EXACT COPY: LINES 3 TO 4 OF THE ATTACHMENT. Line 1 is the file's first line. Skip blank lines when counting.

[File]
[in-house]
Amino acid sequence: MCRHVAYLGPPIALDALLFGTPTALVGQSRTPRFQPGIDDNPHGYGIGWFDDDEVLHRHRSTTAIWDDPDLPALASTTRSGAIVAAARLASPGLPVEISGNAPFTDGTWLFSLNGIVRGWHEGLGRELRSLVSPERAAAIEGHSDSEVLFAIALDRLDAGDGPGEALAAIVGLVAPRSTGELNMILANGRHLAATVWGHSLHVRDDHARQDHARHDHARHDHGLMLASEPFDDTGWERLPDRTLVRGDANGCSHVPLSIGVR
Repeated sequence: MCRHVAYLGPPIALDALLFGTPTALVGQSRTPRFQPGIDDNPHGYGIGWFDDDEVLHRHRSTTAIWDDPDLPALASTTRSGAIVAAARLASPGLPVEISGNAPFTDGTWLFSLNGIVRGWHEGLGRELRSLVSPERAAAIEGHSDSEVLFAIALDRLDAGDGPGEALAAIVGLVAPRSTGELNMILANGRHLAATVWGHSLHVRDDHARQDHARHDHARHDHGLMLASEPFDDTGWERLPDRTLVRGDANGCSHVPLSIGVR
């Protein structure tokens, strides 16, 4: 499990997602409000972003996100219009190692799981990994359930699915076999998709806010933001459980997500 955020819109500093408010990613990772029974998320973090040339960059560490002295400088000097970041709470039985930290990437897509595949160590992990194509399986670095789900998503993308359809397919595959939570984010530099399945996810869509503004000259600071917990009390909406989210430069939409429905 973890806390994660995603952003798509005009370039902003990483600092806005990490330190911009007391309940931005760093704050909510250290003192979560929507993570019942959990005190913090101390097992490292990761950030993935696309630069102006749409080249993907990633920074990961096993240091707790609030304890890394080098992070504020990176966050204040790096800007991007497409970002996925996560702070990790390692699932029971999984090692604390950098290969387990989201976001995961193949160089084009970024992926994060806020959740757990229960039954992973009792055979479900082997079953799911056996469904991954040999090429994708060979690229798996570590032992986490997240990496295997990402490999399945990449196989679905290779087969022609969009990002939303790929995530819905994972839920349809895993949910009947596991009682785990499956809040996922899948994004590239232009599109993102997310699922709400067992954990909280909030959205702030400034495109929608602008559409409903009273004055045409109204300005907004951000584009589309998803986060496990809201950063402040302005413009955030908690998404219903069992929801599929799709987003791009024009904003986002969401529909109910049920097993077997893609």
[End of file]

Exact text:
Repeated sequence: MCRHVAYLGPPIALDALLFGTPTALVGQSRTPRFQPGIDDNPHGYGIGWFDDDEVLHRHRSTTAIWDDPDLPALASTTRSGAIVAAARLASPGLPVEISGNAPFTDGTWLFSLNGIVRGWHEGLGRELRSLVSPERAAAIEGHSDSEVLFAIALDRLDAGDGPGEALAAIVGLVAPRSTGELNMILANGRHLAATVWGHSLHVRDDHARQDHARHDHARHDHGLMLASEPFDDTGWERLPDRTLVRGDANGCSHVPLSIGVR
């Protein structure tokens, strides 16, 4: 499990997602409000972003996100219009190692799981990994359930699915076999998709806010933001459980997500 955020819109500093408010990613990772029974998320973090040339960059560490002295400088000097970041709470039985930290990437897509595949160590992990194509399986670095789900998503993308359809397919595959939570984010530099399945996810869509503004000259600071917990009390909406989210430069939409429905 973890806390994660995603952003798509005009370039902003990483600092806005990490330190911009007391309940931005760093704050909510250290003192979560929507993570019942959990005190913090101390097992490292990761950030993935696309630069102006749409080249993907990633920074990961096993240091707790609030304890890394080098992070504020990176966050204040790096800007991007497409970002996925996560702070990790390692699932029971999984090692604390950098290969387990989201976001995961193949160089084009970024992926994060806020959740757990229960039954992973009792055979479900082997079953799911056996469904991954040999090429994708060979690229798996570590032992986490997240990496295997990402490999399945990449196989679905290779087969022609969009990002939303790929995530819905994972839920349809895993949910009947596991009682785990499956809040996922899948994004590239232009599109993102997310699922709400067992954990909280909030959205702030400034495109929608602008559409409903009273004055045409109204300005907004951000584009589309998803986060496990809201950063402040302005413009955030908690998404219903069992929801599929799709987003791009024009904003986002969401529909109910049920097993077997893609």